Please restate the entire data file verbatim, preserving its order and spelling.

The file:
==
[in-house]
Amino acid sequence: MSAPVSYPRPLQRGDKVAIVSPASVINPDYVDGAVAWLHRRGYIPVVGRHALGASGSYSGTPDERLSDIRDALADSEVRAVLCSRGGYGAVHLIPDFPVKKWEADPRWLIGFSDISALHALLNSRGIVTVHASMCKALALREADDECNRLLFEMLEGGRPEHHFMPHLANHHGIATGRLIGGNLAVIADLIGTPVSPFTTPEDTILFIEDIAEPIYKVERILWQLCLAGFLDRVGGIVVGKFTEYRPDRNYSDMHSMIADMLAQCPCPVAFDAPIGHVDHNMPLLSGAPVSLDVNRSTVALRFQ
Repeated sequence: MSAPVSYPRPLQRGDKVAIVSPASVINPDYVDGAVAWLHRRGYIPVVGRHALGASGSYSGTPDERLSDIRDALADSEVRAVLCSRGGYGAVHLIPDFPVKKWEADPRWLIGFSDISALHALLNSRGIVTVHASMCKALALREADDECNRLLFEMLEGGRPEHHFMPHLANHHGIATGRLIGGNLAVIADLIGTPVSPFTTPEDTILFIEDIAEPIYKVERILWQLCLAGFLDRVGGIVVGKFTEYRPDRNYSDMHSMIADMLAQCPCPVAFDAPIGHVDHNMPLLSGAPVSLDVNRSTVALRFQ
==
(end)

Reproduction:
[in-house]
Amino acid sequence: MSAPVSYPRPLQRGDKVAIVSPASVINPDYVDGAVAWLHRRGYIPVVGRHALGASGSYSGTPDERLSDIRDALADSEVRAVLCSRGGYGAVHLIPDFPVKKWEADPRWLIGFSDISALHALLNSRGIVTVHASMCKALALREADDECNRLLFEMLEGGRPEHHFMPHLANHHGIATGRLIGGNLAVIADLIGTPVSPFTTPEDTILFIEDIAEPIYKVERILWQLCLAGFLDRVGGIVVGKFTEYRPDRNYSDMHSMIADMLAQCPCPVAFDAPIGHVDHNMPLLSGAPVSLDVNRSTVALRFQ
Repeated sequence: MSAPVSYPRPLQRGDKVAIVSPASVINPDYVDGAVAWLHRRGYIPVVGRHALGASGSYSGTPDERLSDIRDALADSEVRAVLCSRGGYGAVHLIPDFPVKKWEADPRWLIGFSDISALHALLNSRGIVTVHASMCKALALREADDECNRLLFEMLEGGRPEHHFMPHLANHHGIATGRLIGGNLAVIADLIGTPVSPFTTPEDTILFIEDIAEPIYKVERILWQLCLAGFLDRVGGIVVGKFTEYRPDRNYSDMHSMIADMLAQCPCPVAFDAPIGHVDHNMPLLSGAPVSLDVNRSTVALRFQ